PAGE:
Mis Using Multiple Inheritance

[from ClassicOoAntiPatterns]

I want to say something about dependence on MultipleInheritance. I'll clarify first that my bias is that any dependence on multiple inheritance is too much, but for the sake of argument I'll accept that multiple inheritance is desirable in some circumstances. Nevertheless, it is an antipattern, when designing programs in languages that permit multiple inheritance, to use it excessively, to the exclusion of other good OO practices. I'll call it naive multiple inheritance

[contrived example]

Shape abstract class, abstract (pure virtual, for C++ folks) method volume(), with subclasses Sphere, Cube, Pyramid. Obviously for each one the volume() method does something slightly different.

Texture abstract class, abstract method bounce(), with subclasses Rubbery, Sticky, Fuzzy, again, clearly different implementations of bounce().

So now I want each kind of shape with each kind of texture:

 RubberySphere
 StickySphere
 FuzzySphere

RubberyCube StickyCube FuzzyCube

RubberyPyramid StickyPyramid FuzzyPyramid
I'm sure you can see where this is going....

-- StevenNewton

Name clash, and discussion thereof, removed as it was apparently a RedHerring.

OK I guess it wasn't obvious where I was going ;). Suppose you want to add another texture, or another shape, or both? 3 textures x 3 shapes = 9 classes. 4 textures x 4 shapes = 16 classes. (The remainder of the multiplication is left as an exercise). To put some concreteness in this, suppose you change Shape to BrowserVersion (IE (3, 4, 5, Mac vs. Windows), Netscape (3, 4 & 6), Mozilla, Opera, Lynx) and Texture to DesignTheme (the sky's the limit). Naive MultipleInheritance is not just the renaming issue, which is bad, but the consequences of poorly designed hierarchies which genuine novices either don't foresee or don't know how to avoid.

-- StevenNewton

Yes, here you have to create a great many classes, which is bad because... why? See also FearOfAddingClasses, GenerativeProgramming.

To answer my own question... Inheritance is a static, compile-time relationship. Sometimes a dynamic relationship, such as delegation, is better. Notice, however, that this objection applies to single inheritance as much as multiple inheritance. [Inheritance is not constrained to be a static, compile-time relationship. If your OO system works that way, then it is a language/implementation issue, but that doesn't make it a fundamental OO issue.]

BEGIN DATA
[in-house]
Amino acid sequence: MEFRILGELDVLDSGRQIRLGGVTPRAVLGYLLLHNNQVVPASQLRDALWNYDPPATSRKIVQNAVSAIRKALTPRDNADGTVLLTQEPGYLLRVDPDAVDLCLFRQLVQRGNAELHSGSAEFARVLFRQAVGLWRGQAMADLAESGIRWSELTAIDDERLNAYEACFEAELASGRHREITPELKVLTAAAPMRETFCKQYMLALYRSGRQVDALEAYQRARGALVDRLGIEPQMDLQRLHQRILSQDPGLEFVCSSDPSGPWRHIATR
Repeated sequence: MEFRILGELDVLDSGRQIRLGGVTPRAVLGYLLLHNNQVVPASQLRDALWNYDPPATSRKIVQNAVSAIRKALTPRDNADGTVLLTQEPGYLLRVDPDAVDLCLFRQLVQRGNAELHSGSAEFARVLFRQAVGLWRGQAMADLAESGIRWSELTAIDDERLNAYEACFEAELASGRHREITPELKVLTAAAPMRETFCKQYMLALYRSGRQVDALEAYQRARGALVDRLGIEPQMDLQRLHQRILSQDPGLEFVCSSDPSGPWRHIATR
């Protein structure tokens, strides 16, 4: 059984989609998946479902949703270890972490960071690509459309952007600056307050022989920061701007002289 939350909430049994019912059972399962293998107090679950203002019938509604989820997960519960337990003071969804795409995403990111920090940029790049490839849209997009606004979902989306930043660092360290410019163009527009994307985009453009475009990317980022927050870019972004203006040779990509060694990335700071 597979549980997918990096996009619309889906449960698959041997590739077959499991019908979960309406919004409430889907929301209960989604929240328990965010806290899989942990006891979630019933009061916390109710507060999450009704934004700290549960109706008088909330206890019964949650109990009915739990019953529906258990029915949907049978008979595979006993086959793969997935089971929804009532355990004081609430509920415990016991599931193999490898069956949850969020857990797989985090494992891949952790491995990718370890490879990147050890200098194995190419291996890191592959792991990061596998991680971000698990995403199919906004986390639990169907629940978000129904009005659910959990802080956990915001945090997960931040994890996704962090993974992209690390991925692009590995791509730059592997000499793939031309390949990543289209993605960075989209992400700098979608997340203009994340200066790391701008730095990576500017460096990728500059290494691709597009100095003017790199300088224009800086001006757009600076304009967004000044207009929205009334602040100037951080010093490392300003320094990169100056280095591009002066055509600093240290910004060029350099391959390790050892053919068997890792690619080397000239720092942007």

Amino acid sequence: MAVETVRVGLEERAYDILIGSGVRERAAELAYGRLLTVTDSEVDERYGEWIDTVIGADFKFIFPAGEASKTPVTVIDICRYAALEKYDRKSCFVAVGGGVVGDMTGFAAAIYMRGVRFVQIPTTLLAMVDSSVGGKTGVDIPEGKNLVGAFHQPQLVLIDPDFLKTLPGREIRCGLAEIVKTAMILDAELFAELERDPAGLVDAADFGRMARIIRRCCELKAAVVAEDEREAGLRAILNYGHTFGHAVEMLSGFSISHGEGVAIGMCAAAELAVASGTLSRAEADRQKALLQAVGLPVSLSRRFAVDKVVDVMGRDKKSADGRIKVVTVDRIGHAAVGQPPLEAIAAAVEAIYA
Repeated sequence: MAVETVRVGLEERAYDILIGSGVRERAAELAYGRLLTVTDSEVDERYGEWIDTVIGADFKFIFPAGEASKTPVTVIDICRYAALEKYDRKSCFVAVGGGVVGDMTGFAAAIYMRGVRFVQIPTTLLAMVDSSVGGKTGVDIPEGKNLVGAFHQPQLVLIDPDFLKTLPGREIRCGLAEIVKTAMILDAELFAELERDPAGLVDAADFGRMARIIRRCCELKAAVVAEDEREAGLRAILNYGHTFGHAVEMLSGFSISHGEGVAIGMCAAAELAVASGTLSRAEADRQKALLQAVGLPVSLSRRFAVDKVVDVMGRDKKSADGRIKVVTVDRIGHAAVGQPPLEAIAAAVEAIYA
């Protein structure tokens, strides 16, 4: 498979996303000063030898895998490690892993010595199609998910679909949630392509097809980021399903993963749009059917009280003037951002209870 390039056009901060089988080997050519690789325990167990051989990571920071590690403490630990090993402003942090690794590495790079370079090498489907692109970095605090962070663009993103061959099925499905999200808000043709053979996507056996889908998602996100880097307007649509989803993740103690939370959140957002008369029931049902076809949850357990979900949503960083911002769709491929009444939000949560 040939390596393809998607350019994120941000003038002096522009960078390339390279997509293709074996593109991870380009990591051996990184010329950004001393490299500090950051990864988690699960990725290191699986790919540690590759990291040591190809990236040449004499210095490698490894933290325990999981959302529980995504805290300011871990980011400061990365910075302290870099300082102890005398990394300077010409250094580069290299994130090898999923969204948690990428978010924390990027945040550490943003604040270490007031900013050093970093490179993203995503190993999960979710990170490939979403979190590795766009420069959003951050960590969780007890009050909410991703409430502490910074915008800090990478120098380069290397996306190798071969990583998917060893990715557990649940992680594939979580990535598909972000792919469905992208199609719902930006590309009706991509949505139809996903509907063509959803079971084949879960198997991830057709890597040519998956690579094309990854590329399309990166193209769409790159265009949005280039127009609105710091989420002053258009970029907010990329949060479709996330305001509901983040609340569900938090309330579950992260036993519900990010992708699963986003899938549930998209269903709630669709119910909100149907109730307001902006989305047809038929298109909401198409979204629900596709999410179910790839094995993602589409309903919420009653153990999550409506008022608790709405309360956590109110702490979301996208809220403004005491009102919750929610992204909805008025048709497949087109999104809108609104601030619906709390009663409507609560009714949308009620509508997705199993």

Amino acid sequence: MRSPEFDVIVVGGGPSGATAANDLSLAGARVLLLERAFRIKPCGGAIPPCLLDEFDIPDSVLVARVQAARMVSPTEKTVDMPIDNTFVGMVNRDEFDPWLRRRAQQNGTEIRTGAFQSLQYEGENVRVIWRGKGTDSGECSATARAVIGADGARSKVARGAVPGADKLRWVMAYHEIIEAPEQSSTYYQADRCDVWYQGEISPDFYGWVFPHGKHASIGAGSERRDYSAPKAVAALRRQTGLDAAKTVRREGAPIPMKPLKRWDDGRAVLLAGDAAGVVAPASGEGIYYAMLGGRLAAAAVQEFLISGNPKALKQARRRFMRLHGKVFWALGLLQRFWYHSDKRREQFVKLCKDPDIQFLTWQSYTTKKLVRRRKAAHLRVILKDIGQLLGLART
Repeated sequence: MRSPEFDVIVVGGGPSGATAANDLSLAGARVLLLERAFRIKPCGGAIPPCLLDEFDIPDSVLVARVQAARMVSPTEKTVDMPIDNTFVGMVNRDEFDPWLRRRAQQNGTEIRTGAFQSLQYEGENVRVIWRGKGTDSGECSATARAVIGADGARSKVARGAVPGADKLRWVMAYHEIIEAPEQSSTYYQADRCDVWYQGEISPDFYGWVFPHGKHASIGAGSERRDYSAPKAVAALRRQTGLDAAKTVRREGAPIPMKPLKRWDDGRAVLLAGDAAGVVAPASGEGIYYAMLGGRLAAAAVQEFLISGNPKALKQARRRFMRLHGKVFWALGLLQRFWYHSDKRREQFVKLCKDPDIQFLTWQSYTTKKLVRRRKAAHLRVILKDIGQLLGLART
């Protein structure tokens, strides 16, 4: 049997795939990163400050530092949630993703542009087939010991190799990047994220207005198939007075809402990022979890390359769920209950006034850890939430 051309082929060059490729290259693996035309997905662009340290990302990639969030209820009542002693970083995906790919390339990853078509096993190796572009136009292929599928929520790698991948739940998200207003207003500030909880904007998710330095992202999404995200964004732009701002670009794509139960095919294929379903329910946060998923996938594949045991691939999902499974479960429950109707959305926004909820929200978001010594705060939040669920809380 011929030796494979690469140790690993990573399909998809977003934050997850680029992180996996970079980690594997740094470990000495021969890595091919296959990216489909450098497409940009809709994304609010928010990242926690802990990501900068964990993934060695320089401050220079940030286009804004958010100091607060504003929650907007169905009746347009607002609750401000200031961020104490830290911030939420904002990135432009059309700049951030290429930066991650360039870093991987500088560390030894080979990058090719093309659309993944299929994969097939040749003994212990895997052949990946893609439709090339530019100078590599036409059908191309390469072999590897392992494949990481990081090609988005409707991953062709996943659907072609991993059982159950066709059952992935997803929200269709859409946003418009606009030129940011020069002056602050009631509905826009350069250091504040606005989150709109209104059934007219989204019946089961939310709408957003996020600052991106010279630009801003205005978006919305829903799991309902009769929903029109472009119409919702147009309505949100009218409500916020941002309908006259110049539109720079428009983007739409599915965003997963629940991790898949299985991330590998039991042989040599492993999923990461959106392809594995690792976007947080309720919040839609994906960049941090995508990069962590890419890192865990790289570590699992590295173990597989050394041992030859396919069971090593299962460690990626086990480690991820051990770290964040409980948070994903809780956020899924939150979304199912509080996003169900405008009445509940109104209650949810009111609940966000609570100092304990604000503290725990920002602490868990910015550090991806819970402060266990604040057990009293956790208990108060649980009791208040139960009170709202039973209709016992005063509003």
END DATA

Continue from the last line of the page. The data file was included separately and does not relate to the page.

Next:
Also, with multiple inheritance, the new classes are not adding any new concepts to the system, only giving names to combinations of existing concepts. As the number of combinations of concepts grows, you have to create more names, which become increasingly hard to invent or remember.

Just because FearOfAddingClasses is bad, doesn't mean you should fall victim to BlindlyAddingClasses?, which is another trap that newbies to ObjectOrientedDesign are very prone to fall into.

So what is the alternative? If you need 16 (4 x 4) derived classes, isn't easier to maintain 8 (4 + 4) lower level classes than 16 discrete flat classes? If you don't need all 16, nothing forces you to create unnecessary classes.


But MultipleInheritanceIsNotEvil! ;->

Nobody said it was. Just that it could be misused.

Aside from the ExponentialGrowthDueToUntamedMixins? that occurs in a flat inheritance hierarchy, consider also what happens if we want to start inheriting from one of the existing concrete classes. The Shape example makes it too hard to think about it in concrete terms, but if we had a FooPyramid, which might be Rubbery, then would that be a RubberyFooPyramid?, or a FooRubberyPyramid? One way, our RubberyFooPyramid is not a RubberyPyramid; the other way, there is no common base between all the different FooPyramids, other than Pyramid itself. What you end up with is an InheritanceGraphThatTearsItselfApart?.

-- BruceDodson?


This example is almost precisely like the before example given in Fowler's excellent Refactoring book for the TeaseApartInheritance? refactoring. The problem is that the language the Refactoring example was written in uses single inheritance, not multiple. In other words, at least one problem you're having here is caused by something which has *nothing* to do with multiple inheritance - it's fundamental to inheritance.

In fact, the problem is precisely that inheritance is being used when it shouldn't. It appears to me to be impossible to argue that any shape is-a texture; some shapes may have-a texture. So because the initial design was incorrect, you get bad results.

Please provide an example which isn't polluted by so many other problems.